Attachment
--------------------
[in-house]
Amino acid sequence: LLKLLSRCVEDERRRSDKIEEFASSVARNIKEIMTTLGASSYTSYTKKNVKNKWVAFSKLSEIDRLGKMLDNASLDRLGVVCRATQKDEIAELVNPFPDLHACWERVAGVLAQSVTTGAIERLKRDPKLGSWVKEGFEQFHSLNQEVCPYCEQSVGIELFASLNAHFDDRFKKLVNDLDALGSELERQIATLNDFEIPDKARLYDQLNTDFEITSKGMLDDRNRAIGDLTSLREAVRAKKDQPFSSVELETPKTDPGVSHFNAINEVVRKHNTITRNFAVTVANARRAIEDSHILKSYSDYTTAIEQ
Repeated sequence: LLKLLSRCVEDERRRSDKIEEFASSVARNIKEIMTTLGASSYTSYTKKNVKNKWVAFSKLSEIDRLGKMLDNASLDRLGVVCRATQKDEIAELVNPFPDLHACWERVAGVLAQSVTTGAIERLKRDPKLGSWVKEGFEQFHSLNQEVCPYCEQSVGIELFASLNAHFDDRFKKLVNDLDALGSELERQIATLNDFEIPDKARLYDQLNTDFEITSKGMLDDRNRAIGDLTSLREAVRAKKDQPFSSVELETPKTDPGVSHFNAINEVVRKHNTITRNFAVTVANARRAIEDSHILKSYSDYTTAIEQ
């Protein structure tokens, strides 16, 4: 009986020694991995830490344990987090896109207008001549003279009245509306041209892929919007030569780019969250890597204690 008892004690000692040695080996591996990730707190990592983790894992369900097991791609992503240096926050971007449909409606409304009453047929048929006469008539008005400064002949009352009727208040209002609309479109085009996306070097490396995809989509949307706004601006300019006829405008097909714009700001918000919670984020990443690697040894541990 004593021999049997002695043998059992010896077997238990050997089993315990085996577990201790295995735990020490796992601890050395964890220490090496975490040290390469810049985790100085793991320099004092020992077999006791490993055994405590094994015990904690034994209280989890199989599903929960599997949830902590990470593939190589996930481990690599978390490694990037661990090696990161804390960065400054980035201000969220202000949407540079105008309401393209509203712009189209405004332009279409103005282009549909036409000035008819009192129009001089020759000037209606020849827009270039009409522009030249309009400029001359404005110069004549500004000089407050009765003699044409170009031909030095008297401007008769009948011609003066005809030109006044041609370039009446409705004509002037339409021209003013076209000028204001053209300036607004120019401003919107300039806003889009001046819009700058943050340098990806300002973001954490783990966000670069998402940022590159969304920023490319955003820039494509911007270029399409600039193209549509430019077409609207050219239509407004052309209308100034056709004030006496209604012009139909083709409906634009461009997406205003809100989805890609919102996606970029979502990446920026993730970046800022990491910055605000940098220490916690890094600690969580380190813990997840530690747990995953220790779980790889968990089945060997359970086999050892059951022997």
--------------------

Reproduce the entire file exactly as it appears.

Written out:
[in-house]
Amino acid sequence: LLKLLSRCVEDERRRSDKIEEFASSVARNIKEIMTTLGASSYTSYTKKNVKNKWVAFSKLSEIDRLGKMLDNASLDRLGVVCRATQKDEIAELVNPFPDLHACWERVAGVLAQSVTTGAIERLKRDPKLGSWVKEGFEQFHSLNQEVCPYCEQSVGIELFASLNAHFDDRFKKLVNDLDALGSELERQIATLNDFEIPDKARLYDQLNTDFEITSKGMLDDRNRAIGDLTSLREAVRAKKDQPFSSVELETPKTDPGVSHFNAINEVVRKHNTITRNFAVTVANARRAIEDSHILKSYSDYTTAIEQ
Repeated sequence: LLKLLSRCVEDERRRSDKIEEFASSVARNIKEIMTTLGASSYTSYTKKNVKNKWVAFSKLSEIDRLGKMLDNASLDRLGVVCRATQKDEIAELVNPFPDLHACWERVAGVLAQSVTTGAIERLKRDPKLGSWVKEGFEQFHSLNQEVCPYCEQSVGIELFASLNAHFDDRFKKLVNDLDALGSELERQIATLNDFEIPDKARLYDQLNTDFEITSKGMLDDRNRAIGDLTSLREAVRAKKDQPFSSVELETPKTDPGVSHFNAINEVVRKHNTITRNFAVTVANARRAIEDSHILKSYSDYTTAIEQ
């Protein structure tokens, strides 16, 4: 009986020694991995830490344990987090896109207008001549003279009245509306041209892929919007030569780019969250890597204690 008892004690000692040695080996591996990730707190990592983790894992369900097991791609992503240096926050971007449909409606409304009453047929048929006469008539008005400064002949009352009727208040209002609309479109085009996306070097490396995809989509949307706004601006300019006829405008097909714009700001918000919670984020990443690697040894541990 004593021999049997002695043998059992010896077997238990050997089993315990085996577990201790295995735990020490796992601890050395964890220490090496975490040290390469810049985790100085793991320099004092020992077999006791490993055994405590094994015990904690034994209280989890199989599903929960599997949830902590990470593939190589996930481990690599978390490694990037661990090696990161804390960065400054980035201000969220202000949407540079105008309401393209509203712009189209405004332009279409103005282009549909036409000035008819009192129009001089020759000037209606020849827009270039009409522009030249309009400029001359404005110069004549500004000089407050009765003699044409170009031909030095008297401007008769009948011609003066005809030109006044041609370039009446409705004509002037339409021209003013076209000028204001053209300036607004120019401003919107300039806003889009001046819009700058943050340098990806300002973001954490783990966000670069998402940022590159969304920023490319955003820039494509911007270029399409600039193209549509430019077409609207050219239509407004052309209308100034056709004030006496209604012009139909083709409906634009461009997406205003809100989805890609919102996606970029979502990446920026993730970046800022990491910055605000940098220490916690890094600690969580380190813990997840530690747990995953220790779980790889968990089945060997359970086999050892059951022997």